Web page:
Preschool Classroom Aquarium
My daughters preschool got a 10 gallon aquarium a couple weeks ago. They've been loosing fish left and right. I offered my insights into aquarium cycling and maintenance, and they basically put me in charge of the tank. It's a 10 gallon tank, the filter it had was a joke, I think it was similar to a Whisper 10i. They had two gold fish in it. I tested it for ammonia and the reading was crazy high, no surprise. Unfortunately, that was on last Friday and I didn't have a chance to get back to the tank before today. Only one goldfish is left and he's not looking so good.
This weekend I bought an Aquaclear 20, seeded it with media from my filter and hung it on the front of my tank over the weekend. I did a huge water change this morning and put the Aquaclear on there. How long do you think it'll take for the tank to cycle? I was going to test it this afternoon.
The goldfish was getting pushed around by the water current from the Aquaclear, I turned down the flow all the way. Do you think it'll recover? I know the goldfish is not the right fish for that tank. I'm hoping to replace it with some tetras. I thought I'd try to add them in a couple steps. Maybe 5 Neon Tetras once it's cycled, then 5 Cardinal Tetras a week later, and maybe a Dwarf Gourami a week later.
I need to make a sign for the tank telling parents what not to do with the aquarium. I'm not sure how to phrase it in such a way that it doesn't sounds mean. "DO NOT TOUCH! NO ADDING FISH! NO FEEDING FISH!" The teachers have told me that parents just bring goldfish in and dump them in the tank. I also need a sheet that tells the teachers what they (or the students) can do, like how often and how much they can feed. How often to change the water, etc.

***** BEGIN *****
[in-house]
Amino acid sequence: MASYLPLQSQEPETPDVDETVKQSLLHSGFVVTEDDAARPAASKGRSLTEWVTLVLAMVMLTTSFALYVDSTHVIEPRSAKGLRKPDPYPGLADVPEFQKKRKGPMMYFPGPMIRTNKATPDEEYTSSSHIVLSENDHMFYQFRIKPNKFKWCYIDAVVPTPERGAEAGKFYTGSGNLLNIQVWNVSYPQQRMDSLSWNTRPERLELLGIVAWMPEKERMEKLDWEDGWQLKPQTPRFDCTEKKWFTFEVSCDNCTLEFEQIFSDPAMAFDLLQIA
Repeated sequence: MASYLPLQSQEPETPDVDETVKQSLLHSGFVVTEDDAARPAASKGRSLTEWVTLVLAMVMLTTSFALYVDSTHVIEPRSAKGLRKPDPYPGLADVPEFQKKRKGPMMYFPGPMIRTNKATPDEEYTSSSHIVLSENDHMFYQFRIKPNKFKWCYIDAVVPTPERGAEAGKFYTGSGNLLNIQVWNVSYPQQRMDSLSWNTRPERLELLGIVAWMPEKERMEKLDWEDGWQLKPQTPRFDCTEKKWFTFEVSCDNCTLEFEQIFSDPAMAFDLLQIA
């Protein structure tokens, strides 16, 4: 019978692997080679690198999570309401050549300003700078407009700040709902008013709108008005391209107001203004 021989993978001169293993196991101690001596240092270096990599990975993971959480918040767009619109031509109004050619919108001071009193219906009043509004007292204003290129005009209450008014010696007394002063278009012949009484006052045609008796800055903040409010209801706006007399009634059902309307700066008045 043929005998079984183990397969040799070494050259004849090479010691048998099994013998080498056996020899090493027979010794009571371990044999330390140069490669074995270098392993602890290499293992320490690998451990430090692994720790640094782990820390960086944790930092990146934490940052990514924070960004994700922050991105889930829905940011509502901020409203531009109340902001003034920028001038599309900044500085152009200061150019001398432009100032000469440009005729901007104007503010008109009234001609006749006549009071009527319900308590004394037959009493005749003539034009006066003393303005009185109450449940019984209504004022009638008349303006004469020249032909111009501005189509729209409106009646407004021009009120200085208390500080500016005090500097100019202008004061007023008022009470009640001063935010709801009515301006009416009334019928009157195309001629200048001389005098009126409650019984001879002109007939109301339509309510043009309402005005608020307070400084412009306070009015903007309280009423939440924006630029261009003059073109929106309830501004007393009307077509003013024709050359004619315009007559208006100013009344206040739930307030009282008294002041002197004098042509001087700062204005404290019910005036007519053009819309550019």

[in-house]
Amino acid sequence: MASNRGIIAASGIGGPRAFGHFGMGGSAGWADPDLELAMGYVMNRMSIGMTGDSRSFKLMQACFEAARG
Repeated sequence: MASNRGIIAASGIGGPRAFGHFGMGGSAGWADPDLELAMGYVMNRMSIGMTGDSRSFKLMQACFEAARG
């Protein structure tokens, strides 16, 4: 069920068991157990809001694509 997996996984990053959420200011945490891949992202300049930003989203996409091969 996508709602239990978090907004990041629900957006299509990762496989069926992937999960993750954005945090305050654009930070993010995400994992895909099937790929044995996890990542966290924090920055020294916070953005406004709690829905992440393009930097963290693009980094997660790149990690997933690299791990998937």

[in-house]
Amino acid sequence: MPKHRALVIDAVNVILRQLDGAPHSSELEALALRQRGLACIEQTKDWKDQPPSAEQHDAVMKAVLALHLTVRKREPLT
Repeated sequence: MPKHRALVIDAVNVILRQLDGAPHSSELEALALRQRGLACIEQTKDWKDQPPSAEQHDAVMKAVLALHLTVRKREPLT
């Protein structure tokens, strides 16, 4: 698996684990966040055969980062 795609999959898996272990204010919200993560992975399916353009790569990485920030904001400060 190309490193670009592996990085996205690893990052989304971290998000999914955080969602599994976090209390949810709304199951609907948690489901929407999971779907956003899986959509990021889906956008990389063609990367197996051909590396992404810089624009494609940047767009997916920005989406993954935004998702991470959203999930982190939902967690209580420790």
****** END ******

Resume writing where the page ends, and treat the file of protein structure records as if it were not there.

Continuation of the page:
stingrayg4 could probably help you greatly with this. His wife has a preschool class with several tanks that he helps to maintain. Here is a link to his thread about it and that shows his tanks.
40 gallon FW -1 male halfmoon betta named Max, 2 GBR's (Peter and Lois) who better clean up their act, 11neon tetras (damn GBR's killed one), 12 black neon tetras, 2 assassin snails, and 1 albino BN pleco named Tiberius.
You've got the right idea. I wouldn't mix the neons and cardinals though. I'd get all of the same.
10 neons in that tank would look great with a little greenery, maybe a snail or two and possible some red cherry shrimp.
The other possibility would be 6 neons and 1 dwarf gourami. that's pushing the capacity for a 10 gallon.
A single betta would also be nice with some snails. - this would actually be your easiest option because it's easy to write a note that states: feed the betta 6 pellets only 1 time per day. Feed the snails 1 veggie wafer every other day. Eliminates the big pinch vs little pinch vs way too much of a pinch of flakes that could kill the fish.
Then put a sign up sheet by the tank and the kids could take their turn feeding.
As for notes to the parents: I'd simply state something like : thanks for the prior donations of fish but please do not send anymore fish of any kind to school with your child. The aquarium is now fully stocked and can not handle any more fish.
30 g FW planted:corys, ABNP, blue angel, harleys, zebra danios, nerites & mystery snails
15 g FW planted: crown tail betta, neons, snails
90 g FW semi planted: Blood Parrots, severum, Jurupari, EBJD, congos, kribs, clown pleco, snails
90 Gal Journal: http://www.aquaticcommunity.com/aqua...ad.php?t=93939
Fishless cycling: http://www.aquaticcommunity.com/aqua...ead.php?t=5640
Cycling with fish: http://www.aquaticcommunity.com/aqua...ad.php?t=36492
Talk to the Preschool about appropriate stocking.
Either they get a larger tank and have goldfish, or they stock for the 10 Gallon. If they have a larger tank, that may actually be a bit better longer term as they are a bit more forgiving as far as how the water maintenance goes. In either case the stocking should be their choice (with guidance) so that it has the best hope of success.